Music

Congo Benefit Concert Tonight

Concert may connect Boise to global crisis

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Woodstock didn't end the Vietnam War. The Concert for Bangladesh didn't curb the turmoil of East Pakistan refugees. Farm Aid didn't prevent family farmers from losing their land. But when music is attuned to social conscience, bridges can be built toward tolerance, peace and sometimes social change.

Countless musical acts are vying for our attention and money this summer. Concerts in clubs, gardens and amphitheaters, have filled the midsummer air. But on Thursday, Aug. 19, Boise's Egyptian Theatre will host what could easily become the most diverse, engaging and socially aware musical event of the season.

The Congo Benefit Concert is not simply a touring road-show. Its roots go back to December 2009, when the community of Bend, Ore., witnessed what was billed as a one-time-only event.

"When we saw it, we knew we just had to try to recreate the concert for Boise," said Lindsay Kevan, with the Treasure Valley World Relief office.

World Relief is a religious organization that works with churches to help new refugees with everything from obtaining car insurance to enrolling their children in school to finding health care and employment.

Kevan spends her days as a vocational training specialist, working with refugees from every corner of the globe. But after seeing the Congo Benefit Concert in Bend, she was compelled to add concert promoter to her resume.

And it's a pretty impressive debut. The concert will include performances from American musicians Elliot, Grace Laxson, PawnShop Kings and Annie Bethancourt, who will be joined by a local Congolese Choir. That is worth repeating: A local Congolese choir from the New Heart Christian Ministries of Boise will perform.

The New Heart Christian Ministries church--where "services are uniquely held in English with translation in Swahili"--is only 5 years old but 200 strong. Parishioners include refugees from the Democratic Republic of Congo, as well as Burundi, Rwanda, Tanzania, Nigeria, Kenya, Sudan and Ethiopia. The refugees didn't bring much with them to their new communities, but they brought their voices. And during the concert, they will use those voices to sing of life and loss and hope in order to help those still struggling back home.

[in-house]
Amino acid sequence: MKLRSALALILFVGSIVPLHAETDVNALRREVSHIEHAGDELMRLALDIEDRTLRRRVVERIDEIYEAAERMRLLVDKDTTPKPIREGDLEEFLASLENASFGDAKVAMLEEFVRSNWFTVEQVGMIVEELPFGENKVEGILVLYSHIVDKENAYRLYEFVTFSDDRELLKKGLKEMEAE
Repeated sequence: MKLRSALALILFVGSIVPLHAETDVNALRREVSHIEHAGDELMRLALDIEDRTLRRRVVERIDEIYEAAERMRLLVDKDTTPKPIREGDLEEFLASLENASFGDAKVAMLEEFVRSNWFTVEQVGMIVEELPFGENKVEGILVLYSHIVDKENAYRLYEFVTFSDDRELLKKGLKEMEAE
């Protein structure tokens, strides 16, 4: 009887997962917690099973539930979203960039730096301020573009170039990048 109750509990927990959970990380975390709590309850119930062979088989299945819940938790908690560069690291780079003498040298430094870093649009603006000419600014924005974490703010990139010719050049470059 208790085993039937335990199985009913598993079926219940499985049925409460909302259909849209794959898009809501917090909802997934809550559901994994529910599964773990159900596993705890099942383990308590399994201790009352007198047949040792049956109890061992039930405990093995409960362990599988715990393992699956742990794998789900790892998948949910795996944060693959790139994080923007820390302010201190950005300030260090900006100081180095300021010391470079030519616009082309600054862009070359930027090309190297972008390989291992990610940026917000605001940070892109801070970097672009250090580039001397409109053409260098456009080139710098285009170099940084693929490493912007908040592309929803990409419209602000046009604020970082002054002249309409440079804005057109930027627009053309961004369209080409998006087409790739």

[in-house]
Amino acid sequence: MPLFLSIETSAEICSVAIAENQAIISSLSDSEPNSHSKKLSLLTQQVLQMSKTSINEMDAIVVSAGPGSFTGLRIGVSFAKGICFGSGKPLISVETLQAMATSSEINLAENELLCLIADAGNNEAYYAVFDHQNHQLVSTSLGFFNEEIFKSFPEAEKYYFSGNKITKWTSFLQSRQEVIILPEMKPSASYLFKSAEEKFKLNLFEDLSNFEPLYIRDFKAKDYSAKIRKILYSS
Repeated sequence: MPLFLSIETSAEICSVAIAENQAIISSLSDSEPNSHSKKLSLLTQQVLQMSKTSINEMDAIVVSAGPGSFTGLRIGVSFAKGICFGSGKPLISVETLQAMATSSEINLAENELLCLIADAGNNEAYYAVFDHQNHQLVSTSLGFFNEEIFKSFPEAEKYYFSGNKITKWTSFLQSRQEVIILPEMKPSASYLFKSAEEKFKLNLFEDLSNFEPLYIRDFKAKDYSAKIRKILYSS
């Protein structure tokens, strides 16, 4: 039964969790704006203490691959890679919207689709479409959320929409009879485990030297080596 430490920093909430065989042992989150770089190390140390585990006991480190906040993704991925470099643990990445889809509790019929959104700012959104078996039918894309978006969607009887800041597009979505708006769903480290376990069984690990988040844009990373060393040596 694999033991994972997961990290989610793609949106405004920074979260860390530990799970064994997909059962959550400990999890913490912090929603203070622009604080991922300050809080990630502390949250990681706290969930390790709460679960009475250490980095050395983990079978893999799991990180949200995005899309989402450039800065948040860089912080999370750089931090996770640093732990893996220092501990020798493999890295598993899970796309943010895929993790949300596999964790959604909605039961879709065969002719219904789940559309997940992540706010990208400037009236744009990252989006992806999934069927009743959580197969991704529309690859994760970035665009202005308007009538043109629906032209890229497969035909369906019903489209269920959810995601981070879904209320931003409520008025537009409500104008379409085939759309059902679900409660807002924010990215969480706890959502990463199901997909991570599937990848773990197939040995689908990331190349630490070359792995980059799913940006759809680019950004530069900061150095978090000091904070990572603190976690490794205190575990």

In order to make this concert as beneficial as possible, each of the American artists was asked to contribute to a special CD, The Congo Benefit Project. More importantly, the musicians and singers all donated the rights and proceeds of their music to World Relief.

"I feel my song was my way of responding to my own unawareness of what's been going on in the Congo," said Laxson. "I just feel that for a long time, I've been living in a bit of a bubble."

Most would probably agree with her. Consider this: The current conflict in the DRC is the worst documented crisis since World War II. More than 5.4 million people have died in the last 10 years due to war related causes in the DRC. That is equivalent to the entire population of Colorado.

Living in that bubble may mean not being aware of the atrocities being committed in the DRC. For example, rape is being used as a weapon of war. Soldiers rape girls as young as 3 and women as old as 75. In some IDP camps (Internally Displaced People are those who have been forced from their homes but, unlike refugees, have been unable to leave their country) it is estimated that more than 70 percent of the women have been raped.

Something else to help drive the conflict home: Even cell phones play a role in the continued conflict in the Congo.

Children and widows are used as slaves to work in rebel-controlled mines in DRC. The slaves dig for what are known as the three T's: tungsten, tantalum and tin, which are used in most of the world's cell phones. Congolese rebel groups earn more than $100 million per year from trade in the three T's.

Ann Mara is a WRF team member in Bend. When she talks of her first-hand experience in the DRC, she speaks with clarity and determination, but her thick Irish accent also has a touch of the poet.

"The pages that hold the story of humanity have been torn and tattered by the winds of injustice," said Mara. "We are here to help write the resolve of that story."

Ticket sales from Thursday's concert will assist the Boise World Relief office. All of the proceeds from CD and DVD sales at the event will go directly to on-the-ground relief work in the DRC. That includes education to orphans and food, seed and planting tools to widows.

The conflict in the DRC reminds us that our history is rife with injustice: Holocaust, the Crusades, slavery, genocide, persecution, hunger. In 2010, war, rape and starvation are wiping out a nation. The crisis in the DRC may be the greatest cause of our time, and it will soon be in the history books. Those books will also document how we chose to respond to that need. This concert is one small way that we can help.